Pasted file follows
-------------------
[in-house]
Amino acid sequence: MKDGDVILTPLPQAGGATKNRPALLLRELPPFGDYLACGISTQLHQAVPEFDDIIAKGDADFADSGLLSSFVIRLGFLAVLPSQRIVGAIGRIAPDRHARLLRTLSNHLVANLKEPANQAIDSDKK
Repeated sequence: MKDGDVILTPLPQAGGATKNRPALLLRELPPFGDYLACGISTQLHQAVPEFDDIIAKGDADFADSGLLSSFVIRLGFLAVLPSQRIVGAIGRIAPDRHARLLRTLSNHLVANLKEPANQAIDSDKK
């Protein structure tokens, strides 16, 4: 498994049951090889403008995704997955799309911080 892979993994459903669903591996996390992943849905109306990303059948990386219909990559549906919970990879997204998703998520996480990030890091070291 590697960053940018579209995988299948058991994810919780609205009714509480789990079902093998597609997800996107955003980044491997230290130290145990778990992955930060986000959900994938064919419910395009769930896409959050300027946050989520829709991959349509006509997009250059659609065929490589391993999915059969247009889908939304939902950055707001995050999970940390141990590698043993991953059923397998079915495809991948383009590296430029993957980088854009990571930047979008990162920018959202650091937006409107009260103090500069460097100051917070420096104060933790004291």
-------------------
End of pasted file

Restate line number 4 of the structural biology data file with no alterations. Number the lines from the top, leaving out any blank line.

């Protein structure tokens, strides 16, 4: 498994049951090889403008995704997955799309911080 892979993994459903669903591996996390992943849905109306990303059948990386219909990559549906919970990879997204998703998520996480990030890091070291 590697960053940018579209995988299948058991994810919780609205009714509480789990079902093998597609997800996107955003980044491997230290130290145990778990992955930060986000959900994938064919419910395009769930896409959050300027946050989520829709991959349509006509997009250059659609065929490589391993999915059969247009889908939304939902950055707001995050999970940390141990590698043993991953059923397998079915495809991948383009590296430029993957980088854009990571930047979008990162920018959202650091937006409107009260103090500069460097100051917070420096104060933790004291």